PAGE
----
Telling My Story: Interview with Lauren Archuletta
Freelance writer Lauren Archuletta writes for several print magazines and online sites, including Twenty Something Living, Spark Notes, and idobi Radio, and she handles the communications for a Boulder nonprofit. This November, she’s branching out from journalism into fiction with her first serious effort at NaNoWriMo. In this interview, we discussed her journalism career, her inspiration, and all the sexy things about writing.
Kristy Lin Billuni: Let’s start with your established writing career.
Lauren Archuletta: My writing for magazines in Colorado, like Westword, Boulder Weekly and Rooster Magazine, tends to focus on the arts, the music industry, and a lot—I mean a lot—of beards.
KLB: Sounds like you publish pretty regularly.
LA: I do. Normally, I work on quick deadlines and pitches because I am a freelancer. I average anywhere from 3-7 stories a week for online and print publications, and I tend to spend a lot of time in interviews.
KLB: That’s good training for the fast pace of NaNoWriMo. How is it different?
LA: This is my first time having to think of myself more as a "writer" than a journalist and my first time really trying to sit down and complete NaNoWriMo. I've dabbled off and on in the past, but this is the first time that I've planned a few things out. Writing for NaNoWriMo is proving to be similar to when I write for any other publication.
KLB: How so?
LA: I'm incapable of sitting down at, say, 10AM in my home office just because I have time to write. I very much have to write when the moment feels right, and normally I can handle that within a deadline, but that may mean 2AM with a pot of tea. NaNoWriMo, however, is training me to set some time aside, so even if I'm not writing, I'm actively thinking about the project.
KLB: Where do you go to write?
LA: If I feel the urge to write during the day, I'm usually at my favorite Vietnamese cafe in Denver, because it's a spot where I feel most creative. A lot of people in the arts industry or other creative fields work around that area, so it's helpful to take a break and enjoy an Americano with a painter, a graphic artist, and a welding artist to discuss what projects we have going on. I firmly believe that if you want something, you have to put it out to the world, so saying it out loud with people truly helps my process.
KLB: Yes! That’s one of the best things about NaNoWriMo, actually—the cameraderie. Have you connected with the NaNoWriMo community much?
LA: Since this is my first time doing NaNoWriMo, I'm depending mostly on my network on Twitter and the advice of personal colleagues that have gone through the process. I'm excited for what this will do for me creatively, though!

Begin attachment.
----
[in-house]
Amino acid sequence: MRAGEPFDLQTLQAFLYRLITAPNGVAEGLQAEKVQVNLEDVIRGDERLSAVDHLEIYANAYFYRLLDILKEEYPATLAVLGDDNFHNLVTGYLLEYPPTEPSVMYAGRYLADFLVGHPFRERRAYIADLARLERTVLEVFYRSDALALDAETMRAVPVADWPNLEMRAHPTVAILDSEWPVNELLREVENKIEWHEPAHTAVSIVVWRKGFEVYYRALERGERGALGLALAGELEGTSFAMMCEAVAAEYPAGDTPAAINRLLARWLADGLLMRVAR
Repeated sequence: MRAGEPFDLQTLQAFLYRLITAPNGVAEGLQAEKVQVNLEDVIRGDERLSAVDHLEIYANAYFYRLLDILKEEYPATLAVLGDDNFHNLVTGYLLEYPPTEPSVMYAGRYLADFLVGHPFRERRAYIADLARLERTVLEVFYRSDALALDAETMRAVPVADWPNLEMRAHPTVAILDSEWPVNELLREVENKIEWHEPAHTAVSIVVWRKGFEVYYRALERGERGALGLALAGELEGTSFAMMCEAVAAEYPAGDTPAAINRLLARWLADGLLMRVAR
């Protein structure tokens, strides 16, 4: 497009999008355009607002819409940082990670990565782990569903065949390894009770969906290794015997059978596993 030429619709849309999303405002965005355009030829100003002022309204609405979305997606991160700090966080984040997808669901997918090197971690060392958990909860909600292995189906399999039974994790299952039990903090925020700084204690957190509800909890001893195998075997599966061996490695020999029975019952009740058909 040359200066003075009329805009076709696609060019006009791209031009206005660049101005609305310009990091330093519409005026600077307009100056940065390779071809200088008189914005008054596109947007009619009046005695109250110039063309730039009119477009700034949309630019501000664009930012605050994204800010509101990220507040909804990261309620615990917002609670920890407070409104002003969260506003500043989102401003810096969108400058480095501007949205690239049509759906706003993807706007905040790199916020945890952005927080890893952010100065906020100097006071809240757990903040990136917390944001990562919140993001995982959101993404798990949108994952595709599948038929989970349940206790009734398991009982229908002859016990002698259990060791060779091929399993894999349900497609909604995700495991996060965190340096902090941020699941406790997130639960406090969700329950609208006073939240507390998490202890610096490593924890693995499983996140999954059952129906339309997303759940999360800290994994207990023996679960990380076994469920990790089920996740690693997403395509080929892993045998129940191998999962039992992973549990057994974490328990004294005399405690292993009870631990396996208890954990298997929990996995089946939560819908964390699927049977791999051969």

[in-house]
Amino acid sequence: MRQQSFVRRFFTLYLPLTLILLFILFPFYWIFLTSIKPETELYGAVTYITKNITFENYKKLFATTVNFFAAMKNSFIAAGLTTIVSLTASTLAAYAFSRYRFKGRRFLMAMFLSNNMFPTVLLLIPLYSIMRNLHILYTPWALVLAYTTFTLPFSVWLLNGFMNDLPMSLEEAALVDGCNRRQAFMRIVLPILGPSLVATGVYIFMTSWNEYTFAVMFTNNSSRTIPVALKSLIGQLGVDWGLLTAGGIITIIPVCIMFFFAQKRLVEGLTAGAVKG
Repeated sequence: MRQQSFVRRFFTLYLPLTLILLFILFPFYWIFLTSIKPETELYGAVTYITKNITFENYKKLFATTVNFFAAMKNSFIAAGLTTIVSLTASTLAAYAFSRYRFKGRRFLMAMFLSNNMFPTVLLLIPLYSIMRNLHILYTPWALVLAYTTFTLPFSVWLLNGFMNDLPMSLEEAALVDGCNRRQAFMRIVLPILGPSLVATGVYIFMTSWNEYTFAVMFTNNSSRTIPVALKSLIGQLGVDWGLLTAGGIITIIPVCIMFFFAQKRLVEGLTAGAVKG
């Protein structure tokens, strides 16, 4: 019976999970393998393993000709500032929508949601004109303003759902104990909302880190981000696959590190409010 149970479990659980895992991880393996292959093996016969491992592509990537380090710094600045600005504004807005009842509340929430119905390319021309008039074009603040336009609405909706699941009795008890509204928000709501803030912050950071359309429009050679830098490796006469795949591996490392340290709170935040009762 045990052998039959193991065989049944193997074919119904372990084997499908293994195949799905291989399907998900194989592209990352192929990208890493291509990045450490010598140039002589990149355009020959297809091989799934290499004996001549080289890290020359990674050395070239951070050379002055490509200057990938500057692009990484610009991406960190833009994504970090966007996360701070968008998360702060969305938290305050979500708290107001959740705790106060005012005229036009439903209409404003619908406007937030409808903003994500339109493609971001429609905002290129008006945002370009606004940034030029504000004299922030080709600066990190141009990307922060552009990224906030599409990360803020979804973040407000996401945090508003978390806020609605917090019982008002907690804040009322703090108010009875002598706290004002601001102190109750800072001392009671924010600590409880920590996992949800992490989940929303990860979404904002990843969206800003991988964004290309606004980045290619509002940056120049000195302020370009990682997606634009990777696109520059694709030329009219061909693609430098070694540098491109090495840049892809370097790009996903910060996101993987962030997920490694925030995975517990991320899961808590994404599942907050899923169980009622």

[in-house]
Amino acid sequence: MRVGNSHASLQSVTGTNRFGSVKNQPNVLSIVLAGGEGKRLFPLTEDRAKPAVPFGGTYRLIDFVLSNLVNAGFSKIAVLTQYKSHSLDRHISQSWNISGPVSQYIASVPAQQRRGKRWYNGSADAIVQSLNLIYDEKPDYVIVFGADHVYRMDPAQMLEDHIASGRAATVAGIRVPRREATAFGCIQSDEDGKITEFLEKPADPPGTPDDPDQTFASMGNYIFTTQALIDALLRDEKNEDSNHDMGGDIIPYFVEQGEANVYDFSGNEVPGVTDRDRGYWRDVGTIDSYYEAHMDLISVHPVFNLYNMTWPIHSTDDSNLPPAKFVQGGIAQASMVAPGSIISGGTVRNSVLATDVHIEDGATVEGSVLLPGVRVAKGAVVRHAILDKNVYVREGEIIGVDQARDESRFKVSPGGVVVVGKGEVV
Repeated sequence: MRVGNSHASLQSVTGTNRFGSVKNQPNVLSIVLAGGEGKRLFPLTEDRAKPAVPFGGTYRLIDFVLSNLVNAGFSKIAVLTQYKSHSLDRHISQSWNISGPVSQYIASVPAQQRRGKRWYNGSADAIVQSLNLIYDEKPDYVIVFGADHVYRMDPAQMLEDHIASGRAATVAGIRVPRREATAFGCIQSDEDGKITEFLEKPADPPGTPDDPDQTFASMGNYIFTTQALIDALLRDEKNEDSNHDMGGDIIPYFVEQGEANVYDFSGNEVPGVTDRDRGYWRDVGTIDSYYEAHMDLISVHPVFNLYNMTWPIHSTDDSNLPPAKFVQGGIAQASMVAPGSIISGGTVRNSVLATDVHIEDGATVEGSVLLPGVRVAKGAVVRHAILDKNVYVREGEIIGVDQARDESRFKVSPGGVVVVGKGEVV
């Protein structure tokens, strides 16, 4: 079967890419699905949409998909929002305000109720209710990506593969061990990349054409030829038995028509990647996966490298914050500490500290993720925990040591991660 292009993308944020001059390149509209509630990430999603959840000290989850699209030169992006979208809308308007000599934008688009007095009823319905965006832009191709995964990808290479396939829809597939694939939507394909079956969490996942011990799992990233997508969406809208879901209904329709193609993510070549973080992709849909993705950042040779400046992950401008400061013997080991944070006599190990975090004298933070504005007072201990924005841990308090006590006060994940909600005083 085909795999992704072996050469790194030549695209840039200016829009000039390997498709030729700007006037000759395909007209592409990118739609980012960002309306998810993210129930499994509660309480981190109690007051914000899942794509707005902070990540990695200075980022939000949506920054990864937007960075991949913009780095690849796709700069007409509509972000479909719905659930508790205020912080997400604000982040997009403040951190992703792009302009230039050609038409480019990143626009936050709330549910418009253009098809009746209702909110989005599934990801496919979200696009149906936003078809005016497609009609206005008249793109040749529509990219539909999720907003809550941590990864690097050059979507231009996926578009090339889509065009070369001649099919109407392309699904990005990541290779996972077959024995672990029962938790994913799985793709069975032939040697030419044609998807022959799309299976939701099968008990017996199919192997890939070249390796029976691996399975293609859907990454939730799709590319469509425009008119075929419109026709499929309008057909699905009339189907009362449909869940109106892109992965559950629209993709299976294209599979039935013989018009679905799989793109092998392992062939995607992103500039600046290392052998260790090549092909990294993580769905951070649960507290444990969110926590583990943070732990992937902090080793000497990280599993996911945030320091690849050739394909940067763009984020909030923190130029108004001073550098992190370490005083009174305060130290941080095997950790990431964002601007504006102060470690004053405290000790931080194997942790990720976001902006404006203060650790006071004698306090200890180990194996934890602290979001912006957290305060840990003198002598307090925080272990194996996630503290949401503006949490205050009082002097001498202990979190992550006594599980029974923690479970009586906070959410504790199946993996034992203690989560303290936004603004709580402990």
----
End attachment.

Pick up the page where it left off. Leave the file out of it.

KLB: Tell me about your NaNoWriMo project.
LA: Right now, the work I'm producing for NaNoWriMo is shaping to be a novel, but I'm aware it will take far longer than the month of November. This is the first time I'm really telling my story and talking about the experiences I went through with self harm as a teenager. Overall the work is telling a fictional story of a teenage girl through my personal, real experiences and pieces of early 2000s pop punk.
KLB: I love when fiction gets at the big themes in our lives. It sounds like you’re telling a very personal story.
LA: When I was a teenager, the only books about self harm almost encouraged young people to do it, sort of sending the message that, "Even adults go through things like this, so it's okay for you to, as well." I feel like, at 24 years old, I still have relevant experience to tell this story from a perspective that speaks to young people.
KLB: Any other inspirations?
LA: This NaNoWriMo project is heavily influenced by music. More than anything, though, my writing is influenced by experiences I had as a teenage "fangurl" combined with the professional success I've had at such a young age in the communications industry.
KLB: Let’s talk about sex.
LA: There are certain things that make me feel at my utmost sexiest: a great shade of lipstick, a man's hands in my hair, and being creative.
KLB: Say more about the creativity piece. How is writing sexy?
LA: Writing makes me feel creative, and when I'm especially proud of a piece or the direction it's taking, I feel sexy and take ownership of it.
KLB: I totally agree. Owning our creative output is hot. And what about NaNoWriMo?
LA: What I'm finding about NaNoWriMo is that it's forcing me out of my comfort zone, and it's exciting and sexy in new and different ways. In general, writing and sex share the parallel of catharsis. An orgasm and finishing a story both create this truly emotional purge that is overwhelming and exhausting and incredible all at once.
I love to talk to writers--and especially WriMos this time of year--about the messy, juicy, sexy process of creativity. To meet more writers in social media, follow me on Facebook or Twitter. Yearning to jump into the writer’s life yourself? My free ebook, Arouse Your Writer Self, will get you going. Want more? Private sessions with me are more affordable than you think, and the first one’s free.